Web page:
In general, new charter operators like to buy existing schools because they
require less renovation to meet school code requirements and are located in
residential neighborhoods. But Sabis Educational Systems Inc., an international
company with 31 private and charter schools, has converted various types of
buildings to educational facilities, according to Jose Afonso, director of the
board and governmental affairs.
In one case, Sabis converted a former department store to a school by
installing skylights and a large central courtyard and rimming the courtyard
with classrooms, Afonso said. He believes that could be a model for other
"It was so cheap for us to do that," he said. The facility now houses 700
students and cost $12 million to purchase and renovate.
As an exception to most districts refusing to sell to charter operators,
Sabis recently signed a purchase agreement to buy a former elementary school
from Bridgeport-Spaulding Community Schools for $150,000 as the site for its new
International Academy of Saginaw. The school will be the company’s second
Michigan site; the first is the International Academy of Flint.
Before bidding on Kaufman Elementary School, Sabis considered putting in a
bid on a two-story, 109,000-square-foot site in downtown Saginaw. They dropped
the plan because there was no room for parking or a playground, "unless we used
the roof, which we thought about," Afonso said.
Afonso, who formerly worked in the Massachusetts Department of Education,
believes conventional school districts are shortsighted in declining bids from
charter schools and that their time would be better spent improving their own
"Charter schools are here to stay," he said. "This kind of opposition is an
awful waste of time and energy and money. Very, very few charters have been
stopped by a district’s intransigence on charter schools. Charter schools are
created by people who are determined to provide choice. They will find a way."
But conventional school districts have a responsibility to consider the
financial impact that selling their property will have on their operation, said
William Bowman, president of the Great Northern Consulting Group. Bowman’s firm
works with school districts to plan and carry out real estate sales. Bowman said
that it doesn’t necessarily make economic sense to sell property to a
competitor, whether charter or private.
His company advises schools to put out requests for proposals for the
purchase of school property and then determine the "net economic value" of each
offer. That includes projecting how many students are likely to leave the
conventional school district and attend the new school. Each student who
switches schools represents a loss in state aid to the host district, he said.
If a conventional district receives three offers for a building, he said, one
from a competing school, one from a project that would have no effect on school
enrollment and one that would boost the conventional district’s enrollment, then
"purchase price is only one thing they’re going to take into consideration."
Royal Oak Public Schools, for example, has sold most of its elementary sites to
Bridgeport-Spaulding put Kaufman Elementary on the market as part of a
consolidation strategy, Superintendent Desmon Daniel said. In recent years the
school had been used for a day care program and as an alternative education
"We had some extensive discussions" about selling to a charter operation, he
said. The board of education voted 3-2 in May to move ahead with the purchase
"We have high-quality teachers and we believe our teachers do a more than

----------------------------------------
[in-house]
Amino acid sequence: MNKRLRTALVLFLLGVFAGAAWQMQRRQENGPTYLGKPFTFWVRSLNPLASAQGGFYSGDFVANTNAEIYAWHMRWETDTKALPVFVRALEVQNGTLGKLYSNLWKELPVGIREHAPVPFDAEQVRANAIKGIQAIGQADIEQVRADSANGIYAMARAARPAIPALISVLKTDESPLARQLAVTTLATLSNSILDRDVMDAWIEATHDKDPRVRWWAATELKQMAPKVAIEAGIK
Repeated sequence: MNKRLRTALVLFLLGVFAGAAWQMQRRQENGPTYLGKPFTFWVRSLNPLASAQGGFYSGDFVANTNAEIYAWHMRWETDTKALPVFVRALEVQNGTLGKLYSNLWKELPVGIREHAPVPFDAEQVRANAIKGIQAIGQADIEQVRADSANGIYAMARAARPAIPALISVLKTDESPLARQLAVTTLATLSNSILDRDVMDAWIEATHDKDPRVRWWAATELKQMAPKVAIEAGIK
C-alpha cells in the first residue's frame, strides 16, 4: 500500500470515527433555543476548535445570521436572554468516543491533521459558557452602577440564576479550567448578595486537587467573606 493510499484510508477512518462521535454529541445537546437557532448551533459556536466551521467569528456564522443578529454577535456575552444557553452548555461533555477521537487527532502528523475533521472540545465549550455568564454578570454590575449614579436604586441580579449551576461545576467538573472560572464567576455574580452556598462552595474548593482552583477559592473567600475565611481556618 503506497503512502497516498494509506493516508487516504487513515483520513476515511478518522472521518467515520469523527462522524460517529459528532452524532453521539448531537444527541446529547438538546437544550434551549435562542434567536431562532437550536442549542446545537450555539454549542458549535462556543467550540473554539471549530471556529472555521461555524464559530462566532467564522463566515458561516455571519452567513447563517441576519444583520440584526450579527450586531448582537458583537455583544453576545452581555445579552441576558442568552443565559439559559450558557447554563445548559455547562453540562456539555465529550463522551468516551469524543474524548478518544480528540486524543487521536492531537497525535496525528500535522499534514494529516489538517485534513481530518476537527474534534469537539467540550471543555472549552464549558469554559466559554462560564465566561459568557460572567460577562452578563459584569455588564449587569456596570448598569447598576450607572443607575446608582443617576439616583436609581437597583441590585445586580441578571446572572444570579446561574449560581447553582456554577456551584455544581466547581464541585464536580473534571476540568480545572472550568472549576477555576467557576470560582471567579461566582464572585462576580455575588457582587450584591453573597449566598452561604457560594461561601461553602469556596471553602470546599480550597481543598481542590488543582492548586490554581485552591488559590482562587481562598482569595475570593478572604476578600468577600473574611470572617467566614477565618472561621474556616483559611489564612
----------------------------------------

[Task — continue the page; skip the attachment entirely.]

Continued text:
competent job at educating our stakeholders — the students of this district," he
Another group — financial investors — "are finally realizing that charters
are here to stay," Romine said. Charter schools that find suitable facilities
and that show stable enrollment, fiscal responsibility and the trust of their
authorizers are attracting attention in the bond market and from some lending
institutions, added Smiggen, of Charter FS.
"There are more players coming into the marketplace," she said. Two years
ago, when Charter FS looked for underwriters for academies interested in selling
bonds, there was only one active investor, she said. This year, the firm’s
latest request for proposals brought in 10 possible buyers.
"That’s a significant difference," she said. "Bankers by nature are
risk-averse and nobody wants to be the first one," but now they realize, "Hey,
this is a pretty good place to make money."
In Big Rapids, Crossroads Academy got its start by purchasing an empty
building from Big Rapids Public Schools, according to former superintendent Dave
VanderGoot. The 1928 facility had been used over the years as a high school and
a middle school, but was left empty after Big Rapids built a new high school.
Crossroads opened with approximately 330 students in kindergarten through
eighth-grade and today has nearly 700 in kindergarten through twelfth-grade.
When they outgrew their building, they decided to build a new high school in two
phases, VanderGoot said, first building nine classrooms and an office complex
and, in the second phase, nine more classrooms and a gymnasium.
"We built by borrowing from a local bank," he said. "They watched our growth.
… Suddenly you have people willing to spend on charter schools."
Because they pay for facilities out of their general operating budgets, not
sinking funds or debt millage levies, charters look for less-expensive options,
Smiggen said. They might build over time, design multi-use rooms or go without
media centers or gymnasiums.
In response to a challenge to build a school at half the normal cost, Bouma
Construction has developed a model for charter school construction that it says
saves money by using standardized products, design and construction methods.
According to its Web site, the Grand Rapids-based company has been involved in
35 school construction or renovation projects, with an additional 10 in
"They (charter schools) have got to make that foundation allowance stretch
much further," Smiggen said. "They understand that and the parents understand
that. I’m always amazed at some of these charter schools that have huge waiting
lists and there’s nothing special about the building."